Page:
Diagnosis… by Helen Whitehouse


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Weirdly, the main thing I remember about year 7 is how much I hated the bus from school. Mainly because it seemed to take millions of years, but also because I constantly was the nerdy little one who never ever got a seat and then would just linger at the front. But this one day I was never as glad to see the bus in my life.

It was January, it was freezing, I was aching and my hands where raw because I was carrying my pizza home from cooking so I couldn’t put them in my pockets. I flopped down in the seat, exhausted. I remember my mind focusing out, only clicking back into place when I realised we were at my stop. I struggled off with my bag ( at the time, seemed to be half my height and weight) and my pizza, seemingly knocking into everything on the way. It was only when I pulled the door handle to see my mum stood there with her car keys that I remembered we were going to the doctors…

That night was the 15th of January 2007, when I got diagnosed with type one diabetes.. People are always quite shocked that I remember the exact date, but if I am honest with you its only because I had a note in my school planner telling me I had to bring cooking ingredients. I had been not right, but not noticeably ill for a while.

I was constantly sleepy, had headaches and I was drinking so much you would walk into the kitchen and see ten different half full glasses lined up on the surface. But as an 11 year old, I did not notice these vital signs to be diabetes. My parents, however, did. I got sorted out so fast I was never seriously showing symptoms. I met my diabetic team straight away, learnt to inject with both a syringe and a pen, tested my ketones and my sugars myself.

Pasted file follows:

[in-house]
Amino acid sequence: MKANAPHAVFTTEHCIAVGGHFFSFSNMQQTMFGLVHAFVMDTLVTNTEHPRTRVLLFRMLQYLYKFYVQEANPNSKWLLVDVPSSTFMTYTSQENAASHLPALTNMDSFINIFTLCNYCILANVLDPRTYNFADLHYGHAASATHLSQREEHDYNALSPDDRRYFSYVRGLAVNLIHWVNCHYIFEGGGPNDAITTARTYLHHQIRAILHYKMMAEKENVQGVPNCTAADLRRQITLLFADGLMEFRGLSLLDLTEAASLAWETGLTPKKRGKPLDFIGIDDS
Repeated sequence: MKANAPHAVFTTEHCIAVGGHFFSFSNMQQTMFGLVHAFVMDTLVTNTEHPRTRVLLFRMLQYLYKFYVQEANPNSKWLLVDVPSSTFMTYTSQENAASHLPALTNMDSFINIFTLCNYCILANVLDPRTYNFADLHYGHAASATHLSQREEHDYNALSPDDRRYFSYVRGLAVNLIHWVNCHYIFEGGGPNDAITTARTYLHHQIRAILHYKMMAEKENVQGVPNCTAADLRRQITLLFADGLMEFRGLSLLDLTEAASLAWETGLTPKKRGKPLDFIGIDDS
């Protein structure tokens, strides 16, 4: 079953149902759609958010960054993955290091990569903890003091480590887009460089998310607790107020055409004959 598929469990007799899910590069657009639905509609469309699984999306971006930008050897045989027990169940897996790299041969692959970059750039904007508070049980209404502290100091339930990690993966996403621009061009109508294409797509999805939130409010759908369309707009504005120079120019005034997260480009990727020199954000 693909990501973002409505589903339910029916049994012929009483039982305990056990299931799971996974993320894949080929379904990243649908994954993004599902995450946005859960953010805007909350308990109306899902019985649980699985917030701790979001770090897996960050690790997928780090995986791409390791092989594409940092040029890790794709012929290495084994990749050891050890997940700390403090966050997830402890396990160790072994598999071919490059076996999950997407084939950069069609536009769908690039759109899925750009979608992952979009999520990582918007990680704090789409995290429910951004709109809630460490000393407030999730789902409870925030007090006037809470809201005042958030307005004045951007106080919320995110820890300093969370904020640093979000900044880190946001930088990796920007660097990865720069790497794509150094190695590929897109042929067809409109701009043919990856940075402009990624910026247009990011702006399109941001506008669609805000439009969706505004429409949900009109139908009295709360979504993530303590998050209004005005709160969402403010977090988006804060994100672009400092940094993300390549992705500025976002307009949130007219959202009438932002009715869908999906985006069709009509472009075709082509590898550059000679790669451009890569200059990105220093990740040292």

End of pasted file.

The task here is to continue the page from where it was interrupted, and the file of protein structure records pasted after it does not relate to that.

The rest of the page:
I suppose I wanted to get back to normal. I wanted to be back at school and, even though I had only missed just over a week, when I went back everything had changed. Well it seemed to have. I no longer could just linger in the canteen with my friends all dinner, suddenly it was consumed by injecting. But you adapt, don’t you? You get diagnosed with diabetes but you also get given this special ability to adapt.

Now, I am in year 10. I have grown up from being a bewildered year seven to my own person. Diabetes has made me independent, even though sometimes it seems like a burden I think that I have, in a weird way, benefited from it in a way that you wouldn’t be able to understand unless you have been through it. I love going to concerts, right up at the front near the stage and I still manage to find time to slot my night time insulin in before carrying on with my life. Cause its just what you have to do and there’s no point moaning about it.

At first, I was worried about how my life would turn out living with diabetes. But now I know that I control the diabetes, it doesn’t control me.

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Thanks for the comments (:
Well, doing injections in weird places is one of the best parts- and the weird looks you get!! I have done the veggie burger/festival routine- it takes the upmost skill when the rain is pouring down upon you, your precious warming food and injector pen…

…And doing injections is really a big step- if you put it into context its a bit surreal. But its just reflex action when you get used to it…My friends find it quite cool…

Really looking forward to your blog as you are the closest in age to my 10 year old daughter – who found out on 25th September (just gone) that she has type 1. At least we have this time in getting used to it before she goes on to secondary school – where she will have even more responsibilities for looking after herself. She has done the blood testing but as yet not the insulin pen ( not good to be squeemish and have Diabetes!) but she will get there I am sure!

I too was diagnosed with type 1 diabetes in 2007 but was 35 at the time! I’m so impressed by children & young people who get on with dealing with this condition & learn to cope so well & so quickly.

Like you, I live my life first & I control my diabetes rather than be controlled. I have injected in strange places including whilst standing up trying to eat a veggie burger with one hand, getting needles sorted out in the other in the Glastonbury mud.

It can sometimes get the better if me, when the highs & lows get in the way. But I always pick myself up & get on with it again. That’s jyst what we have do, right?!

Keep up the blogging – I hope you inspire other young people with diabetes.